Questions of Ethnicity
In 1985, at the height of Margaret Thatcher's reign in the United Kingdom, Norman Tebbitt, a conservative member of Parliament, publicly queried South Asian loyalty to the British nation, because these minorities did not cheer for the English teams in international cricket games against India and Pakistan. 1 The infamous “cricket test” of allegiance for South Asians continues to have social and political significance. In May 2001, the headlines again questioned why Asians were not supporting England in cricket. There was, however, a twist. Two major British newspapers, The Guardian and The Observer, quoted England's cricket-team captain, Nasser Hussain, who had publicly stated, “I really cannot understand why those born here, or who came here at a very young age like me, cannot support or follow England. ” 2 Public rallying cries such as these serve as a broader political commentary on the seeming incapacity and unwillingness of Asian minorities to become loyal to Britain. 3 Tebbitt's and Hussain's question of belonging presumes that South Asian cultural integration to British society can be measured and assessed in a specific manner and that Asian minorities arrived in Britain with preformed allegiances to a South Asian homeland that passes through the generations.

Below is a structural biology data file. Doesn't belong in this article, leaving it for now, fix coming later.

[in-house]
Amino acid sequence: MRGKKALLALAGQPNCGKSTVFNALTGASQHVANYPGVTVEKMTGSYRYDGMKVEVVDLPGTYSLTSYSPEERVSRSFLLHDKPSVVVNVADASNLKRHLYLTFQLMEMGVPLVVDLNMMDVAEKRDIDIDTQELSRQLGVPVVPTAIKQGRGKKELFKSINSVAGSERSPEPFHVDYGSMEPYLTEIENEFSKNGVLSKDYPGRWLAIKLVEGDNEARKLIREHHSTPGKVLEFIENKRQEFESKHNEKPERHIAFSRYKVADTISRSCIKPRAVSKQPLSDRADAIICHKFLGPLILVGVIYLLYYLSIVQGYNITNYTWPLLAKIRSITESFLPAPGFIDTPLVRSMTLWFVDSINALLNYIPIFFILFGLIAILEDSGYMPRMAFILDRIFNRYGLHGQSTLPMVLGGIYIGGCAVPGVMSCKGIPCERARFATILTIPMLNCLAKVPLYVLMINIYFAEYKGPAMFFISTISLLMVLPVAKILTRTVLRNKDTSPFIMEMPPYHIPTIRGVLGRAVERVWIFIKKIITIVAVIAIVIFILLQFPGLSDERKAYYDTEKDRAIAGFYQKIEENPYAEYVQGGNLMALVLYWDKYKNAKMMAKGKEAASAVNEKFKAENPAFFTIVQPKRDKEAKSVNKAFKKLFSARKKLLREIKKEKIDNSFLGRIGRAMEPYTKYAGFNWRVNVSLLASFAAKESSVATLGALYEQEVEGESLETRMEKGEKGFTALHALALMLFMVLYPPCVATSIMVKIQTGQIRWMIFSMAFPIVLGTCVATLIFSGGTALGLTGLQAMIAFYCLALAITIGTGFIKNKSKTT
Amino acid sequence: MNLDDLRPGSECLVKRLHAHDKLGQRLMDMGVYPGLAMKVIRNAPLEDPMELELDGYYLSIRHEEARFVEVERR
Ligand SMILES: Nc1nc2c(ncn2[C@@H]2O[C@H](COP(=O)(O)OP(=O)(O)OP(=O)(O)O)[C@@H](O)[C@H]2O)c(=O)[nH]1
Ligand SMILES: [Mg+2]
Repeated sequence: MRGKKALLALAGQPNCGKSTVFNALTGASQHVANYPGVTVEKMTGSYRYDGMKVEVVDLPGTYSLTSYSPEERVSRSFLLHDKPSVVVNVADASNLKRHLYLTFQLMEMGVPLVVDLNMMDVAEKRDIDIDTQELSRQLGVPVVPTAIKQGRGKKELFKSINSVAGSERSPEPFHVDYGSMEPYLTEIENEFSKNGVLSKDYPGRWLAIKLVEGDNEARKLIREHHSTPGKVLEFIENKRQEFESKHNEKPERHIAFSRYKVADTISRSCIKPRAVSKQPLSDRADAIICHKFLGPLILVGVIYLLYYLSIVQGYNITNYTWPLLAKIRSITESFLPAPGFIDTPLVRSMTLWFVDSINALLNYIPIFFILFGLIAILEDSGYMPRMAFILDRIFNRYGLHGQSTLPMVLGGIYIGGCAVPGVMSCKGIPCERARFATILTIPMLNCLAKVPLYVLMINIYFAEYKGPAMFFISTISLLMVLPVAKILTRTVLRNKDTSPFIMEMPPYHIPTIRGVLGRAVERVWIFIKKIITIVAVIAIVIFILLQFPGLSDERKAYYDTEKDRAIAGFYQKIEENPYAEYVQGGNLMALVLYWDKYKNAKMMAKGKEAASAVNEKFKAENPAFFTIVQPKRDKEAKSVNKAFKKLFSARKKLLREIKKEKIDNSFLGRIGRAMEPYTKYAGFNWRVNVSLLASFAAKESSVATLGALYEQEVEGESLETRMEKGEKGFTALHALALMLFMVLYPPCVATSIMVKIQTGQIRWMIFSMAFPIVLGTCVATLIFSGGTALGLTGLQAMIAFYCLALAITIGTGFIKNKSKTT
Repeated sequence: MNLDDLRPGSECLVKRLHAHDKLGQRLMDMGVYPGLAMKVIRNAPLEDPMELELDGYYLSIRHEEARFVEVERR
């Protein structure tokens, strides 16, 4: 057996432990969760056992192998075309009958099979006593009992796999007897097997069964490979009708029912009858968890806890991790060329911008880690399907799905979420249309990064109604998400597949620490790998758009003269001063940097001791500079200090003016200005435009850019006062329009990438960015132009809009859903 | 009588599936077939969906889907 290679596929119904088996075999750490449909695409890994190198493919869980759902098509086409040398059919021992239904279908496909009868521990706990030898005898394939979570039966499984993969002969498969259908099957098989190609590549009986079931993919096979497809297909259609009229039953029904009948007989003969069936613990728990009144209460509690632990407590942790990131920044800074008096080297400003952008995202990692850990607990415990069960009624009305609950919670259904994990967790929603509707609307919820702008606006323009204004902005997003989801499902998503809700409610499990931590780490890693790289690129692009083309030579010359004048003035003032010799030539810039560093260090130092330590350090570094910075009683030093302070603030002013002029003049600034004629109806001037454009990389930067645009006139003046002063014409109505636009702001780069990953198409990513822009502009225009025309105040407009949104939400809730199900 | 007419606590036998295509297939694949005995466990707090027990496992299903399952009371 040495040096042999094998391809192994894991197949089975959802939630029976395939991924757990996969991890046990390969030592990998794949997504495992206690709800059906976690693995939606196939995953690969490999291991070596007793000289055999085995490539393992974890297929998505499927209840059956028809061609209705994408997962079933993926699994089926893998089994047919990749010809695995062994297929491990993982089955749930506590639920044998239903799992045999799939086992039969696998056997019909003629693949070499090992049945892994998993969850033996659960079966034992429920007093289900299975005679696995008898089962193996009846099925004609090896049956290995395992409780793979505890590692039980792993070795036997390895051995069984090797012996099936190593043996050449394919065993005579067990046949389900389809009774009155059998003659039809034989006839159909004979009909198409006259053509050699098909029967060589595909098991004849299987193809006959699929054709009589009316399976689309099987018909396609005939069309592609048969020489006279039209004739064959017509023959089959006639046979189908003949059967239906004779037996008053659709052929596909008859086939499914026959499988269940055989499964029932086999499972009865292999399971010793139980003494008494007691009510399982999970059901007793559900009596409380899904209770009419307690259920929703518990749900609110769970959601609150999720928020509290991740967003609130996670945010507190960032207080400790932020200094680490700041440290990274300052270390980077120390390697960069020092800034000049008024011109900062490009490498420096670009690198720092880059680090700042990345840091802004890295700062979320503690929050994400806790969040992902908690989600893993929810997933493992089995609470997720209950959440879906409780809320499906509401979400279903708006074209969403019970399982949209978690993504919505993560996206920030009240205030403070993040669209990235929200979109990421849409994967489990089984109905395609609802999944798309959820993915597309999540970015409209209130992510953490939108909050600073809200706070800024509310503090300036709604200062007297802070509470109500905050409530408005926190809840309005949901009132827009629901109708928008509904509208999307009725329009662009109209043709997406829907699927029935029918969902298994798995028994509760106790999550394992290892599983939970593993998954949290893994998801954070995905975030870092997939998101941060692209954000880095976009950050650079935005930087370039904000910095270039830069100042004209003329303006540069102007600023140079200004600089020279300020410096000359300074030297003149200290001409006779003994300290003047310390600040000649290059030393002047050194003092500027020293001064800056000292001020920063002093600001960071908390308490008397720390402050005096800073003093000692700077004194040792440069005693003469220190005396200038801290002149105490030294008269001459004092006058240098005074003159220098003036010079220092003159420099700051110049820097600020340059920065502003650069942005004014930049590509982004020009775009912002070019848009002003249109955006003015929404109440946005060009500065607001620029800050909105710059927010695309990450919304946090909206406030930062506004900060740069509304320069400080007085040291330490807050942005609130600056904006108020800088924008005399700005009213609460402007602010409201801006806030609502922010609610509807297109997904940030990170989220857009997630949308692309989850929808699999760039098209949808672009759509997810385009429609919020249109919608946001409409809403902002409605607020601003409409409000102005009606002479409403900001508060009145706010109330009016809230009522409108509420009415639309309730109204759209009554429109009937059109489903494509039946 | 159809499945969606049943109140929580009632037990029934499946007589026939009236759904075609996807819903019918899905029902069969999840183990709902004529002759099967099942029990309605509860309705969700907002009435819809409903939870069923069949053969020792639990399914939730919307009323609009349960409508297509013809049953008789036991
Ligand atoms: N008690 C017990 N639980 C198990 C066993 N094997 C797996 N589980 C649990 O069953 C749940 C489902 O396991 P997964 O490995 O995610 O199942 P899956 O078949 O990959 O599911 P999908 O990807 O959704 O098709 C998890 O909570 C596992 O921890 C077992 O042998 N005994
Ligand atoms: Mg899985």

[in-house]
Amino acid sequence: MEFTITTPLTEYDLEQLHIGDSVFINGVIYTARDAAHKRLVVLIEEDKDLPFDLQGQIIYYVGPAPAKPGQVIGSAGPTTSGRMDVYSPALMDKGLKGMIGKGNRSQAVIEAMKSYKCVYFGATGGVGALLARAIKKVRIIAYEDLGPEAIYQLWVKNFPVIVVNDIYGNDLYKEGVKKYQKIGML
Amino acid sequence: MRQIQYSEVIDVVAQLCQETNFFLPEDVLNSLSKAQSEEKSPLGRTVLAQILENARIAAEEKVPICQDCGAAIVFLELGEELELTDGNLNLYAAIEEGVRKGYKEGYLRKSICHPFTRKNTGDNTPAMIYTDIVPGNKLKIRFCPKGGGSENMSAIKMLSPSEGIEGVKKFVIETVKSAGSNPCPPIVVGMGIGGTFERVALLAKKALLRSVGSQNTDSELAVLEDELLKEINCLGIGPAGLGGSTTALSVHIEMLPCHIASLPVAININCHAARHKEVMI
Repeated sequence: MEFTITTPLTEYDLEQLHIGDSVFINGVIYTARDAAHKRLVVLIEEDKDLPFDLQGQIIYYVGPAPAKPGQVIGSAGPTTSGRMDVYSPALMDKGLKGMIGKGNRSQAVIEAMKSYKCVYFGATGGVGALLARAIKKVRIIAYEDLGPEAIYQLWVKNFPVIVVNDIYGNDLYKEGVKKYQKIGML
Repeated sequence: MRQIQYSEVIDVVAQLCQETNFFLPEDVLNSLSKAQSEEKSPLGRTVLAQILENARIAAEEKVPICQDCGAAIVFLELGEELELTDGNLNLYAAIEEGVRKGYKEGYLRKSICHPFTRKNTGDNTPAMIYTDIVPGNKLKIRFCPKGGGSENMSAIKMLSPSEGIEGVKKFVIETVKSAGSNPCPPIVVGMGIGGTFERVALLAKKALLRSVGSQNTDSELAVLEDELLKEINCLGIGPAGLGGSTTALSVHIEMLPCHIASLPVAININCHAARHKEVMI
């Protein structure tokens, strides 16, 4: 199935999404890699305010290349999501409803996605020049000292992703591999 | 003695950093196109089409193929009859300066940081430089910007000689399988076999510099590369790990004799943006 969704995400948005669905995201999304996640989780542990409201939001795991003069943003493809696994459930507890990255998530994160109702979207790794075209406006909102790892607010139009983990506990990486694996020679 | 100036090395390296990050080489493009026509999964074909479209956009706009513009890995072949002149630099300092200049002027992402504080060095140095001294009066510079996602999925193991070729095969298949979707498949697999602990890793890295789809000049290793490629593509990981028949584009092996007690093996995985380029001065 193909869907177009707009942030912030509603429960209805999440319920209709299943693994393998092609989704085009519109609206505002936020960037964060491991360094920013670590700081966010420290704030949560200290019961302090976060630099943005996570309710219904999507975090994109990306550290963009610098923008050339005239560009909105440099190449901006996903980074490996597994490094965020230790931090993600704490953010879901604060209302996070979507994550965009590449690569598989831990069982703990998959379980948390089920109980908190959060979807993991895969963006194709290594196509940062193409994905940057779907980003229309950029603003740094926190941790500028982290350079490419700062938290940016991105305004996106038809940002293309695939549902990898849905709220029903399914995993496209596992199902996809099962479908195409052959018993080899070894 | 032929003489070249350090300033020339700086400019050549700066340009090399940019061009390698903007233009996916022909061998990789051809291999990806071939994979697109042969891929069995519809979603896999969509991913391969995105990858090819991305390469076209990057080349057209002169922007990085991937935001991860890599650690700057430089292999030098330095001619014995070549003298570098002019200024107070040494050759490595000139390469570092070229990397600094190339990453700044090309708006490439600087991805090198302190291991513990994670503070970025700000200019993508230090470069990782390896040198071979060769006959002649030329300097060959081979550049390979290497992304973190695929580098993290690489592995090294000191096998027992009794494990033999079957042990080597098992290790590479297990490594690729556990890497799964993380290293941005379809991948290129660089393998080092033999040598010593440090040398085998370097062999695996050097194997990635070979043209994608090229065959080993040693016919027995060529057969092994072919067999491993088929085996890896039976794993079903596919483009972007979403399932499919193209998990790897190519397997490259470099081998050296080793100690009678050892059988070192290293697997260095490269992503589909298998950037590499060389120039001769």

In essence, Tebitt and Hussain were implicitly posing the question “When will you belong?” During fieldwork with middle-class Hindu Punjabi families in London, England, I learned that this question and a